When most people think of Native Americans, they think of the movie Bury My Heart at Wounded Knee or the book The Lone Ranger" They picture stoic people with long hair and feathers in their hair. They might even think of casinos and reservations. However, author Thomas King takes an exciting and insightful look at indigenous people's history and modern-day realities in Canada and the United States.

Drawing on everything from personal stories to historical research, King offers a thought-provoking perspective on topics such as treaties, residential schools, and cultural appropriation. Whether you're already familiar with indigenous issues or are just starting to learn about them, this book is sure to provoke discussion and reflection.

10. The Heart of Everything That Is: The Untold Story of Red Cloud, An American Legend

The Heart of Everything That Is

Written by: Bob Drury, Tom Clavin

Published: 2013

Pages: 432

Few people know the story of Red Cloud, one of the most successful and celebrated Native American leaders in United States history. Most know about Crazy Horse and Sitting Bull, but Red Cloud's story has been largely untold. That is until now. In their book, The Untold Story of Red Cloud, authors Bob Drury and Tom Clavin tell the story of this remarkable man, from his humble beginnings to his years as an influential leader.

Most don't realize this, but Red Cloud was the leader of the Oglala Lakota Sioux and was one the only Native leader to cause the U.S. government to ask for peace. And just as amazingly, at one time, his nation covered over one-fifth of the entire United States of America. This book is an essential addition to American history, and it offers much-needed insight into the often-misunderstood world of Native Americans.

11. Where White Men Fear to Tread: The Autobiography of Russell Means

Where White Men Fear to Tread

Written by: Russell Means, Marvin J. Wolf

Published: 1995

Pages: 573

This insightful and engaging autobiography provides a unique perspective on the Crow Creek Sioux Nation and its struggle for sovereignty. Drawing from his personal experiences, Means offers readers an insider’s view of the people and events that have shaped modern Native American history. Irreverent, humorous, and brutally honest, Means never shies away from controversy.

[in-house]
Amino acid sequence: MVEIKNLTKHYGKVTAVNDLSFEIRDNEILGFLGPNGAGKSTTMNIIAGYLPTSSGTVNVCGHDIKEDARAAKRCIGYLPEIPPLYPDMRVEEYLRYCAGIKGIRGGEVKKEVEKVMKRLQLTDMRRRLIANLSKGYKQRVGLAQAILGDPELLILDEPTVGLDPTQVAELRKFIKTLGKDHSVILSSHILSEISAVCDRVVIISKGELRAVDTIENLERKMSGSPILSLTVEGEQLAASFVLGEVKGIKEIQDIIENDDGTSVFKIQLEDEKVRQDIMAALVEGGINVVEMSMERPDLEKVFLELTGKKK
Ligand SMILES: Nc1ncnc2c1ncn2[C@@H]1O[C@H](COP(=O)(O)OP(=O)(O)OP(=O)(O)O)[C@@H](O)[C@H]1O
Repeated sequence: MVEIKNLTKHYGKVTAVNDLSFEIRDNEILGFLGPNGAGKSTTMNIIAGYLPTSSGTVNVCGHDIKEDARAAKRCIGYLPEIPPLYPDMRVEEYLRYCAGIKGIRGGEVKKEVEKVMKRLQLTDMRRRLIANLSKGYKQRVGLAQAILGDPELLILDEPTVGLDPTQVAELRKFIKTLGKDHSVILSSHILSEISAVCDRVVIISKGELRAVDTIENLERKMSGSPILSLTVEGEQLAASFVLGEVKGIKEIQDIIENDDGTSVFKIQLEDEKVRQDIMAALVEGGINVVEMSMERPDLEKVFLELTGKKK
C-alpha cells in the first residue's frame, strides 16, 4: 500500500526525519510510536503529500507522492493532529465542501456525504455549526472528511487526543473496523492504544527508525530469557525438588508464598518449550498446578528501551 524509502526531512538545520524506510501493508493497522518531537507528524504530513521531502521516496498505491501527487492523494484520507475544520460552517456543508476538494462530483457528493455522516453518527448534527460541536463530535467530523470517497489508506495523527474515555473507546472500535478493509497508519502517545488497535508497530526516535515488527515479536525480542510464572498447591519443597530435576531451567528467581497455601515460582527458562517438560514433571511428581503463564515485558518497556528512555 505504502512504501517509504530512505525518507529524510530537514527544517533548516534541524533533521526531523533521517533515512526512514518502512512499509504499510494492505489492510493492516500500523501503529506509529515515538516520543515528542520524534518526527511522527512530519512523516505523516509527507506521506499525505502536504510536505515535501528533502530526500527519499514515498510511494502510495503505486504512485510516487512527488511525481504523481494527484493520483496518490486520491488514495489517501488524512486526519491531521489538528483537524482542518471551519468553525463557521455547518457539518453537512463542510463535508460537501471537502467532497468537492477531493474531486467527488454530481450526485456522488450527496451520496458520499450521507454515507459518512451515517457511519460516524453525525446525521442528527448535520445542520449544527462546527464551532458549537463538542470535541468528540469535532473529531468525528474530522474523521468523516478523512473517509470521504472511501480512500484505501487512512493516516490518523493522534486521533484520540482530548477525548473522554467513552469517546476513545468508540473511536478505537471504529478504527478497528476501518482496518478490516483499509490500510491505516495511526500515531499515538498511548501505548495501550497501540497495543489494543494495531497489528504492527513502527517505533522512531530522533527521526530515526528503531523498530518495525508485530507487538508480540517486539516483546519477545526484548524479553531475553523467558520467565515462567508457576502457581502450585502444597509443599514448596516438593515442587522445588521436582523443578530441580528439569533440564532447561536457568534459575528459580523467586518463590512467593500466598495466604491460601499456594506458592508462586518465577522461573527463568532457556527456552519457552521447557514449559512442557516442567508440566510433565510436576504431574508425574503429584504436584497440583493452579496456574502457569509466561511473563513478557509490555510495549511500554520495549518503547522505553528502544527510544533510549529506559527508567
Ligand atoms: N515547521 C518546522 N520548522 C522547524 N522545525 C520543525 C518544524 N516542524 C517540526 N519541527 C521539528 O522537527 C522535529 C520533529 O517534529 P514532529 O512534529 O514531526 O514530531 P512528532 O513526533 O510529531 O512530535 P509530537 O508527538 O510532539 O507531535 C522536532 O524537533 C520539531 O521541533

In this book, Means tells his story of activism and resistance against discrimination and poverty suffered by Native Americans. He offers an insightful look at the history and culture of indigenous peoples in America, as well as their ongoing struggle for justice.

12. The Journey of Crazy Horse: A Lakota History

The Journey of Crazy Horse

Written by: Joseph M. Marshall III

Published: 2004

Pages: 310

When most people think of the Lakota, they likely imagine Sitting Bull and Crazy Horse leading the charge at Little Bighorn. But few know the story of Crazy Horse himself—the man who dedicated his life to fighting for his people's independence. In this book, Joseph Marshall III tells Crazy Horse's remarkable story in full, from his birth on a Dakota reservation in 1842 to his death at the hands of U.S. soldiers in 1877.

This is more than just a biography; it is a chronicle of one man's fierce determination to preserve his culture and keep alive the spirit of the Lakota nation. Marshall is a descendant of the Lakota tribe and, therefore, not just an outside historian.

13. Prison Writings: My Life Is My Sun Dance

Prison Writings

Written by: Leonard Peltier

Published: 1999

Pages: 243  

In the late 1960s and early 1970s, many Native American communities were rallying for better conditions and rights. Leonard Peltier was part of this movement, fighting for his people as an activist and member of the American Indian Movement (A.I.M.). He is now serving a life sentence in prison for a crime he asserts he did not commit.

This autobiography offers an inside look at his life and the events that led to his imprisonment. The book includes chilling firsthand accounts of violence against A.I.M. members by law enforcement and his continued involvement for equality. The letters that he has written from his time in jail, and his drive to justice, make this a must-read.